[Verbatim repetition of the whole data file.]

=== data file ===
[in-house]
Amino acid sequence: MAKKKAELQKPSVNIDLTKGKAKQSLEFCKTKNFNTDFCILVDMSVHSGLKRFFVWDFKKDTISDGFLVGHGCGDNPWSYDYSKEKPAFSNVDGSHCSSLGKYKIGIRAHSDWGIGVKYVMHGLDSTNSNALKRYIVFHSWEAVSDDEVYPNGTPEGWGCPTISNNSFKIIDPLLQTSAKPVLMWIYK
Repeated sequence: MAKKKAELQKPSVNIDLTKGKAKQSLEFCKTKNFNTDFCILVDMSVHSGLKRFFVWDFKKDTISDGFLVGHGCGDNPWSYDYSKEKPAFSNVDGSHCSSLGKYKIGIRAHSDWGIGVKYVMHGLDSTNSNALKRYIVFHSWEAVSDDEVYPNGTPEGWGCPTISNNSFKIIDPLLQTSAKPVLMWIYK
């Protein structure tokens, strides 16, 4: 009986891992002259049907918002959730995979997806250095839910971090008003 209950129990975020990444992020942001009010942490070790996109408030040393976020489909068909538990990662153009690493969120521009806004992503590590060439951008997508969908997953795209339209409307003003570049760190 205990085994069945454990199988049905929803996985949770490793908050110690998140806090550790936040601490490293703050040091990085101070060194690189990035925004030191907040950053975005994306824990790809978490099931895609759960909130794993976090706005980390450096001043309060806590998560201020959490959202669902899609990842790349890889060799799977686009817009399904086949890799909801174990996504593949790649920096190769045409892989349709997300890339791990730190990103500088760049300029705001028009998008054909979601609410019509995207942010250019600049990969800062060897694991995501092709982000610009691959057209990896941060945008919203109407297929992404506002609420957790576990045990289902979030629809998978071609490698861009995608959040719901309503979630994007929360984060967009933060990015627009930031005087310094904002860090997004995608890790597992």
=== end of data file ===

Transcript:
[in-house]
Amino acid sequence: MAKKKAELQKPSVNIDLTKGKAKQSLEFCKTKNFNTDFCILVDMSVHSGLKRFFVWDFKKDTISDGFLVGHGCGDNPWSYDYSKEKPAFSNVDGSHCSSLGKYKIGIRAHSDWGIGVKYVMHGLDSTNSNALKRYIVFHSWEAVSDDEVYPNGTPEGWGCPTISNNSFKIIDPLLQTSAKPVLMWIYK
Repeated sequence: MAKKKAELQKPSVNIDLTKGKAKQSLEFCKTKNFNTDFCILVDMSVHSGLKRFFVWDFKKDTISDGFLVGHGCGDNPWSYDYSKEKPAFSNVDGSHCSSLGKYKIGIRAHSDWGIGVKYVMHGLDSTNSNALKRYIVFHSWEAVSDDEVYPNGTPEGWGCPTISNNSFKIIDPLLQTSAKPVLMWIYK
């Protein structure tokens, strides 16, 4: 009986891992002259049907918002959730995979997806250095839910971090008003 209950129990975020990444992020942001009010942490070790996109408030040393976020489909068909538990990662153009690493969120521009806004992503590590060439951008997508969908997953795209339209409307003003570049760190 205990085994069945454990199988049905929803996985949770490793908050110690998140806090550790936040601490490293703050040091990085101070060194690189990035925004030191907040950053975005994306824990790809978490099931895609759960909130794993976090706005980390450096001043309060806590998560201020959490959202669902899609990842790349890889060799799977686009817009399904086949890799909801174990996504593949790649920096190769045409892989349709997300890339791990730190990103500088760049300029705001028009998008054909979601609410019509995207942010250019600049990969800062060897694991995501092709982000610009691959057209990896941060945008919203109407297929992404506002609420957790576990045990289902979030629809998978071609490698861009995608959040719901309503979630994007929360984060967009933060990015627009930031005087310094904002860090997004995608890790597992």